Should a Lower Treatment Line Be Used When Treating Paracetamol Poisoning in Patients with Chronic Alcoholism?

  title={Should a Lower Treatment Line Be Used When Treating Paracetamol Poisoning in Patients with Chronic Alcoholism?},
  author={Nicholas A Buckley and Jayasri Srinivasan},
  journal={Drug Safety},
A lower threshold for treatment of paracetamol (acetaminophen) poisoning has been advocated in chronic heavy users of alcohol, based originally on animal studies indicating that chronic alcohol ingestion increased hepatotoxicity. This was attributed to increased production of the toxic metabolite, N-acetyl-p-benzoquinoneimine, by cytochrome P450 (CYP)2E1 induction. The clinical evidence for increased risk is limited to four retrospective studies with potential for referral and reporting bias… 

Tolerability of Paracetamol

Preliminary studies indicate that therapeutic doses of paracetamol are an unlikely cause of hepatotoxicity in patients who ingest moderate to large amounts of alcohol and appears to be well tolerated during pregnancy although prospective studies are required.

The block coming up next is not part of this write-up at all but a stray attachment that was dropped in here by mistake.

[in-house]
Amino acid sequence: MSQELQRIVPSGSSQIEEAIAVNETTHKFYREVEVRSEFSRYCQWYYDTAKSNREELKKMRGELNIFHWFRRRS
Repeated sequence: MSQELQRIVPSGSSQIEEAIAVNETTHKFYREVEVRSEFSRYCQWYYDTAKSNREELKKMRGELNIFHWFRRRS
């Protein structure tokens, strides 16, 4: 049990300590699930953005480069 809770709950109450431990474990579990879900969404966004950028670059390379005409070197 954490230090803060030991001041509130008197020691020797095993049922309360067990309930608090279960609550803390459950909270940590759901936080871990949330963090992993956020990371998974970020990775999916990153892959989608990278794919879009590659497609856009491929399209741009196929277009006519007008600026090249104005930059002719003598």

Comment on "Acute ethanol coingestion confers a lower risk of hepatotoxicity after deliberate acetaminophen overdose".

Investigation into the effect of acute ethanol coingestion on risk of hepatotoxicity among patients admitted to hospital for N-acetylcysteine (NAC) therapy after deliberate acetaminophen overdose finds an apparent protective effect, but further work is required to establish mechanisms by which ethanol might confer protection against hepatot toxicity.

Paracetamol toxicity: what would be the implications of a change in UK treatment guidelines?

A retrospective analysis of a series of acute single-time-point paracetamol poisonings presenting to an inner city emergency department found that a single 150 mg/L treatment line would simplify treatment algorithms and lead to a similar number of patients being treated with NAC overall.

Acute ethanol coingestion confers a lower risk of hepatotoxicity after deliberate acetaminophen overdose.